TOPIC : Full-scale demonstration of urban road transport automation
|Publication date:||14 October 2015|
|Types of action:||IA Innovation action|
|DeadlineModel: Opening date:||two-stage 20 September 2016||Deadline: 2nd stage Deadline:||
26 January 2017 17:00:00
27 September 2017 17:00:00
|Time Zone : (Brussels time)|
12 January 2017 15:24
Please note that from 1 January 2017 Switzerland is associated to the whole Horizon 2020 programme instead of the previous partial association. This applies to all the grant agreements signed on 1 January 2017 and afterwards. For more information please see the relevant Note on the Participant Portal.
Topic DescriptionSpecific Challenge:
Fully automated road transport systems have the potential to revolutionise urban transport offering high quality public transport services which are not feasible with conventional public transport systems. Low speed full automation systems have been demonstrated in several European cities. However full-scale demonstrations are still necessary to prove the reliability, safety and robustness of fully automated road transport systems in complex scenarios in urban areas. In addition, it is necessary to address the remaining questions, such as user acceptance and legal framework and to develop business cases to make fully automated urban road transport systems economically viable.Scope:
Proposals should demonstrate fully automated road transport systems which should be complementary to mass transit to reach low to medium demand areas with high quality transport services. A fleet of automated road transport vehicles (e.g. light weight vehicles, cyber cars, small buses) should be implemented at pan-European level in urban and/or sub-urban areas. The demonstrated systems should be fully integrated into existing public transport systems and should provide evidence of their safety, reliability and fault tolerance in complex traffic scenarios (with automated and non-automated vehicles, pedestrians, cyclists, powered two-wheelers, etc.) as well as on potential benefits in terms of impact on climate-change and the environment.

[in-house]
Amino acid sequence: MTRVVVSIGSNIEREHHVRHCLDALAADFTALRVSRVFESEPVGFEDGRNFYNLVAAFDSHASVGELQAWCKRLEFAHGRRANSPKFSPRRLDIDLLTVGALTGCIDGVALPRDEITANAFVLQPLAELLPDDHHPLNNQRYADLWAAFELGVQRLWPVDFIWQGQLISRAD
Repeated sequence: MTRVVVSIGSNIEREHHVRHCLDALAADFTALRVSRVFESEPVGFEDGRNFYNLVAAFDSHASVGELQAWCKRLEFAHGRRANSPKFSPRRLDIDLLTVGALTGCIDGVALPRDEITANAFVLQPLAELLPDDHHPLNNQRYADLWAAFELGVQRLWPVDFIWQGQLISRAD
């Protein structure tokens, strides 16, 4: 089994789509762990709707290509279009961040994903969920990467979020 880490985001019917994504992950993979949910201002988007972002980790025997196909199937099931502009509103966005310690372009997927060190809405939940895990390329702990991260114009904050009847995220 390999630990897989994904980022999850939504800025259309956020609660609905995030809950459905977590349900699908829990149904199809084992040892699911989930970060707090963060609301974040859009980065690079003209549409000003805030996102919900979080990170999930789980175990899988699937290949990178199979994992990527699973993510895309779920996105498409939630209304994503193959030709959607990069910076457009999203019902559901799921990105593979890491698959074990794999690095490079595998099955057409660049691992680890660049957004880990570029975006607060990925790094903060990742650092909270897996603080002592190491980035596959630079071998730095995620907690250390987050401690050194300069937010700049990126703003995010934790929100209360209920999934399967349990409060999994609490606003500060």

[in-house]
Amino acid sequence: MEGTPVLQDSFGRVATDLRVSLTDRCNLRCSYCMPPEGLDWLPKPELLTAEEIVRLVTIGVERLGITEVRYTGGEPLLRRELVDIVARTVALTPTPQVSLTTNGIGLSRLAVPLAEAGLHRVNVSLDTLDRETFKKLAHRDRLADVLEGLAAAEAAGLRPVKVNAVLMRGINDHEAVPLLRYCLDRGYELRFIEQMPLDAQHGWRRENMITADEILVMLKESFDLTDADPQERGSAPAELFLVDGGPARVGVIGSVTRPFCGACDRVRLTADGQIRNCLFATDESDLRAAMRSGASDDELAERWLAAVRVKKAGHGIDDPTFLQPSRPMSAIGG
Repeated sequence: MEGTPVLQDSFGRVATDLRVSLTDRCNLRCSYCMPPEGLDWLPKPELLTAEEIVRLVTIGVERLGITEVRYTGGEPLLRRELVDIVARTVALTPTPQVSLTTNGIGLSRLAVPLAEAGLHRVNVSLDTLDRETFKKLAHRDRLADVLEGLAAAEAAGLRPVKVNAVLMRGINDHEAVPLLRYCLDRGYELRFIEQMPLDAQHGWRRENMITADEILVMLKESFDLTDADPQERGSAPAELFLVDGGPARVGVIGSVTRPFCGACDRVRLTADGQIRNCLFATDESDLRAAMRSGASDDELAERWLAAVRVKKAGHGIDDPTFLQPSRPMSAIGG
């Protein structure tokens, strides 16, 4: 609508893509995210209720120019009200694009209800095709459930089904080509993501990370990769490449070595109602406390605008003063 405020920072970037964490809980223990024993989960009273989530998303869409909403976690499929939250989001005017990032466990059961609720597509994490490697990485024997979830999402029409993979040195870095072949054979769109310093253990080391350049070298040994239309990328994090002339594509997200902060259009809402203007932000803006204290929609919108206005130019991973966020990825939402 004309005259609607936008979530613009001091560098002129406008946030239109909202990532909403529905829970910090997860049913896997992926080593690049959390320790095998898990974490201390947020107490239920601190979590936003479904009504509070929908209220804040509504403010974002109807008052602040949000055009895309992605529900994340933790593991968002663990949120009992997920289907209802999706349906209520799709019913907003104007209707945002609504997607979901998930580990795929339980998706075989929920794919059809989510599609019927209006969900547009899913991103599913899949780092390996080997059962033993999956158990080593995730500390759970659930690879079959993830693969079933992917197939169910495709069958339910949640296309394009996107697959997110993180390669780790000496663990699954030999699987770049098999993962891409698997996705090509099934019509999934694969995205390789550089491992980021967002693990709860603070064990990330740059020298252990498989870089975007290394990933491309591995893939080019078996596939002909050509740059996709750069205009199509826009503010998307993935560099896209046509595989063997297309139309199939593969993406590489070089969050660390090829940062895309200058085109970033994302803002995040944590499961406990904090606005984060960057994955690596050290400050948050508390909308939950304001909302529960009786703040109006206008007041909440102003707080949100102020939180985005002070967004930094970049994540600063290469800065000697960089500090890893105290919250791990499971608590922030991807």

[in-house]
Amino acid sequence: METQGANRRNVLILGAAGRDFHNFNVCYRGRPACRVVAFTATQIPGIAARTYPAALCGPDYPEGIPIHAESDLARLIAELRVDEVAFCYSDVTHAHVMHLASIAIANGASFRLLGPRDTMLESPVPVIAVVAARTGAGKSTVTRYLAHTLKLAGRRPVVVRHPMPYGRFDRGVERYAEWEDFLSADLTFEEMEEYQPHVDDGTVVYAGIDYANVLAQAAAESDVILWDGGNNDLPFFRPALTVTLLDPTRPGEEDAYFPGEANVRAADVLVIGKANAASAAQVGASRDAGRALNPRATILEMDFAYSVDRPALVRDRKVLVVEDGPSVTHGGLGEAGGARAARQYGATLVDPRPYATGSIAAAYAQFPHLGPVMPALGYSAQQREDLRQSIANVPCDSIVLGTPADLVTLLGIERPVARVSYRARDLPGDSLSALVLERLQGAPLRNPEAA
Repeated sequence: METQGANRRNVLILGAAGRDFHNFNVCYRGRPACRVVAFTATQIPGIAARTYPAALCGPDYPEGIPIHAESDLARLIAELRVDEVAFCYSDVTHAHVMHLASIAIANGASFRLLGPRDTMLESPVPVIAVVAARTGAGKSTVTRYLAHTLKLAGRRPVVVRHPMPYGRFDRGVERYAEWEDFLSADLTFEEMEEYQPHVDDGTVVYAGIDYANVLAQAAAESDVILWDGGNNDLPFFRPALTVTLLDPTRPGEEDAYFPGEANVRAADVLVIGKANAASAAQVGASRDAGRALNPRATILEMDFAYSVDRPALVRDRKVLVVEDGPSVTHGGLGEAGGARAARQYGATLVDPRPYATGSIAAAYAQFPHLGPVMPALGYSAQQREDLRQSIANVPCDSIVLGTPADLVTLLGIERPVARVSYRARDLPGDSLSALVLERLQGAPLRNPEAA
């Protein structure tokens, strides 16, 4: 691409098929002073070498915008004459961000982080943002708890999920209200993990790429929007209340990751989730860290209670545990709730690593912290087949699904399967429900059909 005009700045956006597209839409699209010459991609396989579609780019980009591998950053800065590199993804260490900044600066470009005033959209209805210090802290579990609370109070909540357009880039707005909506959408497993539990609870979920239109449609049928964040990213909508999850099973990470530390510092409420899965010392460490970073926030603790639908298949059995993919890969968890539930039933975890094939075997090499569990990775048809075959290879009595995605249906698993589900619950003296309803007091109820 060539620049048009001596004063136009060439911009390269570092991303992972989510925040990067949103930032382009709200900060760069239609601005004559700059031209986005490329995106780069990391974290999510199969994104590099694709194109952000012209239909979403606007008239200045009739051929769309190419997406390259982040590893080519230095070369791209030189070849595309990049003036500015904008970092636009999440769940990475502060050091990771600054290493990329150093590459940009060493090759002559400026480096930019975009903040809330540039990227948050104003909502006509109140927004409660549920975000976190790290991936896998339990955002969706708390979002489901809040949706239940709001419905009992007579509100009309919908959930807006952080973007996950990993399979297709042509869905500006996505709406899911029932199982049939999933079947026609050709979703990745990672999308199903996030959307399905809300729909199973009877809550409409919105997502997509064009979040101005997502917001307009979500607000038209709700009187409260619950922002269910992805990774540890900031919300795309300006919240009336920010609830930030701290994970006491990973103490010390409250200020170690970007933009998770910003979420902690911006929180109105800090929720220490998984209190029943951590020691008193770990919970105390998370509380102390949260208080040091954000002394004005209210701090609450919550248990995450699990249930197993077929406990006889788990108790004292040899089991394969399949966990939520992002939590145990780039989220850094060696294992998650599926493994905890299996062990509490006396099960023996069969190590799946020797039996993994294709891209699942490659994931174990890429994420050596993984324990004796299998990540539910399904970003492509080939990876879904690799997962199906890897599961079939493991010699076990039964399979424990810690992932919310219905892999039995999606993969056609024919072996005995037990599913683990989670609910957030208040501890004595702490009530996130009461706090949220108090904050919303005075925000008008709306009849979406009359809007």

Proposed actions should assess the user acceptance and effects on transport demand and modal transfer. Attention should also be paid to the analysis of socio-economic impacts and benefits of urban automated vehicle fleets as part of an integrated transport system, such as improved accessibility of persons with reduced mobility, elderly, etc. Gender specificities should be considered. Recommendations for local and national authorities to deploy fully automated road vehicles should be developed.
Active participation of SMEs is strongly encouraged.